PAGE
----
Reimbursement Advisor

ICD-10-CM documentation 
and coding for obstetric procedures

Author and Disclosure Information

With the new system set to take effect in less than a month, here’s what you need to know about key changes to obstetric coding

In this Article

  • How to do a gap analysis
  • Highlights of OB coding
  • Condition-specific coding notations



The countdown is on for the big 
coding switch. Last month I wrote about changes in International 
Classification of Diseases, 10th Revision, 
Clinical Modification (ICD-10-CM) codes that will occur in relation to gynecologic services, but now it’s time to tackle obstetric services. For obstetricians, the changes will be all about definitions. And documentation of obstetric conditions will be more complicated due to several factors, including the need to report trimester information and gestational age, use of a placeholder code, more complex guidelines for certain conditions, chorionicity for multiple gestations, and use of a 7th digit to identify the fetus with a problem.

No one is expecting clinicians to instantly be fluent in code-speak, but in order for the most specific diagnoses to be reported, the clinical documentation must be spot on. Think of it this way: ICD-10-CM is not requiring you to document more, it’s requiring you to document more precisely.

How to get started

Figuring out where you are now goes a long way toward knowing where you need to be when the calendar changes to October 1—and the best way to do it is to perform a gap 
analysis. This analysis can be carried out by the clinician or a qualified practice staff person.

To begin, run a report of the distinct obstetric codes you have billed in 2015 by frequency. Then sort them in numeric order so that each individual code category is captured for all of the 5th digits (and the code then will be counted as a single code). Finally, review 5 medical records for each of the top 10 reported diagnosis categories and determine whether you could have reported a more specific ICD-10-CM code.

The information you gain will go a long way toward identifying potential weaknesses in the documentation, or, if you are currently using an electronic health record (EHR) to look up a code, it will point up any weak points in searching for the right code, based on your specific documentation at the encounter. Remember, practice makes perfect…eventually.

Well-trained staff can help

Not only must you, the clinician, learn about the part your clinical documentation will play in providing the most specific information that will lead to a very specific code, but your coding and billing staff will need training as well. They are the ones who should be checking your claims for accuracy from October 1
forward, as they will know the basic rules about which codes can be billed together, code order, place codes, and so on. In other words, while you as a clinician should be responsible for picking the more specific code in ICD-10-CM, your staff is your backup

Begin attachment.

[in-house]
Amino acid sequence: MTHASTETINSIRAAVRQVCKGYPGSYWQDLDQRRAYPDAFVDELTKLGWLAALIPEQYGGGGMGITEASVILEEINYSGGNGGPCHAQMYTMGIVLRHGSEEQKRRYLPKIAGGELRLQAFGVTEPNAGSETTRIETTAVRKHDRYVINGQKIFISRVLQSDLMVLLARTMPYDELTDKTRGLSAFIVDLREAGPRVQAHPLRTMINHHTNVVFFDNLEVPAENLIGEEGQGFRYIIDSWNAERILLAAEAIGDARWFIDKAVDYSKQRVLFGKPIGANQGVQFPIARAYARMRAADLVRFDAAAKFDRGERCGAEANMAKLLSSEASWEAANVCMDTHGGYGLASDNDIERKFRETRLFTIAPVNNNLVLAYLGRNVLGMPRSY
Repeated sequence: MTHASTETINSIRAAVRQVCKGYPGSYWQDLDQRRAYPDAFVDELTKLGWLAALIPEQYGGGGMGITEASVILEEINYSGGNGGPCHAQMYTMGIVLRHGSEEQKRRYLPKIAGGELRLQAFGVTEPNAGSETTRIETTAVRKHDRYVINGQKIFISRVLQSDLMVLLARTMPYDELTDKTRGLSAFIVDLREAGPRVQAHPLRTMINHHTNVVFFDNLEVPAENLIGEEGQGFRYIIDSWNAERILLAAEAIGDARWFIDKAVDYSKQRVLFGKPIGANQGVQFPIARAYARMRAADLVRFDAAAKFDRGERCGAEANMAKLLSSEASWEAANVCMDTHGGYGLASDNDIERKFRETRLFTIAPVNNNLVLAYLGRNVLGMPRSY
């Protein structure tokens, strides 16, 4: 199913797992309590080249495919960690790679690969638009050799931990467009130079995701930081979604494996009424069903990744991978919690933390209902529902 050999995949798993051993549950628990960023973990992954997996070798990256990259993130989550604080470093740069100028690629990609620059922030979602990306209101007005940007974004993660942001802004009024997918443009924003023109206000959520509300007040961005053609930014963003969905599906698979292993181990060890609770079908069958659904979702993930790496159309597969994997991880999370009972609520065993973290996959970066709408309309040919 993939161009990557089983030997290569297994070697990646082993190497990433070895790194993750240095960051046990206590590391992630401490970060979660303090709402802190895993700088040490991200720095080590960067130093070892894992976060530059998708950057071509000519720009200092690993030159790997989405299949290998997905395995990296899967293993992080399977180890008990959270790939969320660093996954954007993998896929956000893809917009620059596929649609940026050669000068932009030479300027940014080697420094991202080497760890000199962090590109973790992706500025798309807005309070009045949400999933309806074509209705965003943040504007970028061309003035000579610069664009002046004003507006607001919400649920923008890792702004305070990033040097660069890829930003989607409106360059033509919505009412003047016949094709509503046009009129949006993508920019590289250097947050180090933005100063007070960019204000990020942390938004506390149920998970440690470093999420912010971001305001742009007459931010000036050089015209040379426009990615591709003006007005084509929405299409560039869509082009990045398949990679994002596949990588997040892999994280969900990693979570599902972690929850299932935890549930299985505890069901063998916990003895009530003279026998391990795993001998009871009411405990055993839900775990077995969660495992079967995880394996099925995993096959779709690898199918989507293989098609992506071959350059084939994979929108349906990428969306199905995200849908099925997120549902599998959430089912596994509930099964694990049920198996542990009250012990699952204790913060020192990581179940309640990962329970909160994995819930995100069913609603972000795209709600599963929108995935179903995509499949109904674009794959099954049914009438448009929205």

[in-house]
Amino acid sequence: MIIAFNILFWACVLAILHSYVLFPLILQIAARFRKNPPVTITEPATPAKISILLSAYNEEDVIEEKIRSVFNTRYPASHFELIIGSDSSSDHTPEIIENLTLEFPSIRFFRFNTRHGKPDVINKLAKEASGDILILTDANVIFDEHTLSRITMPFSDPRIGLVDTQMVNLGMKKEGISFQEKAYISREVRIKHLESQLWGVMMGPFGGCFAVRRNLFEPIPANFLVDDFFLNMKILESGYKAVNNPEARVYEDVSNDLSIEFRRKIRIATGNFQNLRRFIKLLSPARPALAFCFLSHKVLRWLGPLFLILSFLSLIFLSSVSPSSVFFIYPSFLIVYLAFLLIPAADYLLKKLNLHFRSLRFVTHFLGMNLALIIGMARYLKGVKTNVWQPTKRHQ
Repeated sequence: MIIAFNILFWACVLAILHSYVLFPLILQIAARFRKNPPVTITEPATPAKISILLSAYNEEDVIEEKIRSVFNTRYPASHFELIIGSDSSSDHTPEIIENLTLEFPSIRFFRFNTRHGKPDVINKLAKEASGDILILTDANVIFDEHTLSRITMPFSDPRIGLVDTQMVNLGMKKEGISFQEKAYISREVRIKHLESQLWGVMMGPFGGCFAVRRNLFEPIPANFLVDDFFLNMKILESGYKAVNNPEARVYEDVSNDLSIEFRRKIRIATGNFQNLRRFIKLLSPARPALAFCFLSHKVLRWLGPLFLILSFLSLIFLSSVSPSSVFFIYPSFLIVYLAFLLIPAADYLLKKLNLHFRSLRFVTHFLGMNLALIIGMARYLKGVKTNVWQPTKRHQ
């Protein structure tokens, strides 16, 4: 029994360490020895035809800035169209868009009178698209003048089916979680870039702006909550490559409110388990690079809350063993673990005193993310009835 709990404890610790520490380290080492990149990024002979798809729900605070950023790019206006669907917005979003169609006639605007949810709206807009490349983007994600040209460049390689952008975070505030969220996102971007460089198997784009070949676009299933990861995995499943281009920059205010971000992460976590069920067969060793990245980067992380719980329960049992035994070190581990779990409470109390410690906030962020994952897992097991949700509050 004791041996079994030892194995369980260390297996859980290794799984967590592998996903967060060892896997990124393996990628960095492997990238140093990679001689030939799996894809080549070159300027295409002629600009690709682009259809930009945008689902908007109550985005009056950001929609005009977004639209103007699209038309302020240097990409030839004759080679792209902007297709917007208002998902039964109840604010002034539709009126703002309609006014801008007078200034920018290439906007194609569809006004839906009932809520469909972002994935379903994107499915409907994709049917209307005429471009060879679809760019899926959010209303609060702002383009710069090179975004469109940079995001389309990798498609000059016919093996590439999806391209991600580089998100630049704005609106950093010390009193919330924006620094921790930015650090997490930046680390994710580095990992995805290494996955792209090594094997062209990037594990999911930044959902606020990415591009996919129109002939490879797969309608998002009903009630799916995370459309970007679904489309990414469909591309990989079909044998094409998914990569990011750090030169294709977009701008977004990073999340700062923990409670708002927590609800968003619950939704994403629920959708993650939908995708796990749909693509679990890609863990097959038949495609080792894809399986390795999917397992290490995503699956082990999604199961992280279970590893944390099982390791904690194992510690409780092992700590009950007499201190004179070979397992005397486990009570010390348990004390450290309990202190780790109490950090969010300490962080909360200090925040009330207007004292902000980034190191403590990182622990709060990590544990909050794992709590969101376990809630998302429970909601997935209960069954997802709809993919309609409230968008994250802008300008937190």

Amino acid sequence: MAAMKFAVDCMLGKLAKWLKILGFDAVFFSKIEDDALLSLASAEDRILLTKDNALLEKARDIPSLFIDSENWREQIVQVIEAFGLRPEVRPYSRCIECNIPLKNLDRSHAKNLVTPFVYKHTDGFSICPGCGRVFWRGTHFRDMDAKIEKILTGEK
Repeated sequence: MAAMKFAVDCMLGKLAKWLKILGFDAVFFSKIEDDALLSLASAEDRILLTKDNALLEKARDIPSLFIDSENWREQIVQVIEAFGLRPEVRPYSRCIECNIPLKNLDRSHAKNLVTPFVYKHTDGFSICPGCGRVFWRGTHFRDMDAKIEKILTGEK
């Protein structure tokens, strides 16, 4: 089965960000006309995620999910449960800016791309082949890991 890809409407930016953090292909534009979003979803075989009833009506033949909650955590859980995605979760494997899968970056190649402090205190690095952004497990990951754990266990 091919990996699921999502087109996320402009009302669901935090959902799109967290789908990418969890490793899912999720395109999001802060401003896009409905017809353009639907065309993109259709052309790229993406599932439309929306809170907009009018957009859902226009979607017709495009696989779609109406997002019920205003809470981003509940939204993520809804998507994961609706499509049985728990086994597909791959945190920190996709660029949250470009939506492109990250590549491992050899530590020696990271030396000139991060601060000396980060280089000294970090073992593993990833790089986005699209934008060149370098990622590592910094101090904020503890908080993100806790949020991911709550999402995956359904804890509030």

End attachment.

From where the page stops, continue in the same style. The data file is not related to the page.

when you don’t.

Feedback from your staff on how the claims are being processed and, perhaps, the overuse of unspecified codes will keep you moving toward the goal of complete and precise clinical documentation and the reporting of diagnoses at the highest level possible given the documentation.

Highlights of ICD-10-CM obstetric coding

Given the complexity of obstetric coding, this article deals only with the most important changes. It will be up to each clinician to learn the rules that surround the diagnostic codes that you report most frequently. Here again, a trained staff can help by preparing specific coding tools for the most frequently used diagnoses, including notes about what must be in the record to report the most specific code.

Trimester, gestational age, 
and timing definitions

The majority of obstetric complication codes (these are the codes that start with the letter “O”) and the “Z” codes for supervision of a normal pregnancy require trimester information to be valid. In the outpatient setting, the trimester will be based on the gestational age at the date of the encounter. For inpatient admissions, the trimester will be based on the age at the time of admission; if the patient is hospitalized over more than one trimester, it is the admission trimester that continues to be recorded, not the discharge trimester.

Although there are codes that indicate an unspecified trimester, they should be reported rarely if this information is, in fact, available. Trimesters are defined as:

  • first: less than 14 weeks, 0 days
  • second: 14 weeks, 0 days to less than 
28 weeks, 0 days
  • third: 28 weeks, 0 days until delivery.

Examples of trimester codes include:

  • O25.11Malnutrition in pregnancy, first trimester
  • O14.02 Mild to moderate preeclampsia, second trimester
  • O24.013 Preexisting diabetes mellitus, 
type 1, in pregnancy, third trimester.

However, definitions in ICD-10-CM go beyond this, and these definitions will have to be taken into account to provide sufficient documentation to report the condition. In ICD-9-CM, a missed abortion and early hemorrhage in pregnancy occurred prior to 
22 completed weeks, but in ICD-10-CM that definition changes to prior to 20 completed weeks.


Next Article:

ObGyn salaries continue gradual improvement

Related Articles